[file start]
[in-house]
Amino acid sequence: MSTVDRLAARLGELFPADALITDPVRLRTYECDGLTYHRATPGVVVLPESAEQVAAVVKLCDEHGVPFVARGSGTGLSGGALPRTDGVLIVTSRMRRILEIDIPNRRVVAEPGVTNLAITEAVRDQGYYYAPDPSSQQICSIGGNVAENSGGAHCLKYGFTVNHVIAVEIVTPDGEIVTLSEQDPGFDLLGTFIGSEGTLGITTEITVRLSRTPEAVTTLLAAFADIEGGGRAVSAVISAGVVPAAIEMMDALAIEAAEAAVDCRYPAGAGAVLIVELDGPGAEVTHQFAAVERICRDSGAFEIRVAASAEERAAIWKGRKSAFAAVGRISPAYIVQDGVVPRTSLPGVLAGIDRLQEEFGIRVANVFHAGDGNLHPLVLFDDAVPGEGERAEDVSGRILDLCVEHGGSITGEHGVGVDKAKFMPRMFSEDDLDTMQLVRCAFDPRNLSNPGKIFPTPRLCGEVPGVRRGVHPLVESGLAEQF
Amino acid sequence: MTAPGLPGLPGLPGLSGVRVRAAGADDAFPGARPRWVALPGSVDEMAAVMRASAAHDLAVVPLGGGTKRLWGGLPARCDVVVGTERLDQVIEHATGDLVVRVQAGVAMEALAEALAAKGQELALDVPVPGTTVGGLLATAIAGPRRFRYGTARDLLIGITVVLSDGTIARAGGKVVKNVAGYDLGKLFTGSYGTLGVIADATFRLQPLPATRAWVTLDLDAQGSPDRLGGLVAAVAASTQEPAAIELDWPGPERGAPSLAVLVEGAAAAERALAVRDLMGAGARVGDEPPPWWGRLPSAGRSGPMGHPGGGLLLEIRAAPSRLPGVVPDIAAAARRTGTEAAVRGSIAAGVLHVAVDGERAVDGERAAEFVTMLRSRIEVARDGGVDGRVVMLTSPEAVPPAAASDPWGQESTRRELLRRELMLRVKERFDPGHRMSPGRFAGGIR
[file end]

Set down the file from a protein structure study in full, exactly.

[in-house]
Amino acid sequence: MSTVDRLAARLGELFPADALITDPVRLRTYECDGLTYHRATPGVVVLPESAEQVAAVVKLCDEHGVPFVARGSGTGLSGGALPRTDGVLIVTSRMRRILEIDIPNRRVVAEPGVTNLAITEAVRDQGYYYAPDPSSQQICSIGGNVAENSGGAHCLKYGFTVNHVIAVEIVTPDGEIVTLSEQDPGFDLLGTFIGSEGTLGITTEITVRLSRTPEAVTTLLAAFADIEGGGRAVSAVISAGVVPAAIEMMDALAIEAAEAAVDCRYPAGAGAVLIVELDGPGAEVTHQFAAVERICRDSGAFEIRVAASAEERAAIWKGRKSAFAAVGRISPAYIVQDGVVPRTSLPGVLAGIDRLQEEFGIRVANVFHAGDGNLHPLVLFDDAVPGEGERAEDVSGRILDLCVEHGGSITGEHGVGVDKAKFMPRMFSEDDLDTMQLVRCAFDPRNLSNPGKIFPTPRLCGEVPGVRRGVHPLVESGLAEQF
Amino acid sequence: MTAPGLPGLPGLPGLSGVRVRAAGADDAFPGARPRWVALPGSVDEMAAVMRASAAHDLAVVPLGGGTKRLWGGLPARCDVVVGTERLDQVIEHATGDLVVRVQAGVAMEALAEALAAKGQELALDVPVPGTTVGGLLATAIAGPRRFRYGTARDLLIGITVVLSDGTIARAGGKVVKNVAGYDLGKLFTGSYGTLGVIADATFRLQPLPATRAWVTLDLDAQGSPDRLGGLVAAVAASTQEPAAIELDWPGPERGAPSLAVLVEGAAAAERALAVRDLMGAGARVGDEPPPWWGRLPSAGRSGPMGHPGGGLLLEIRAAPSRLPGVVPDIAAAARRTGTEAAVRGSIAAGVLHVAVDGERAVDGERAAEFVTMLRSRIEVARDGGVDGRVVMLTSPEAVPPAAASDPWGQESTRRELLRRELMLRVKERFDPGHRMSPGRFAGGIR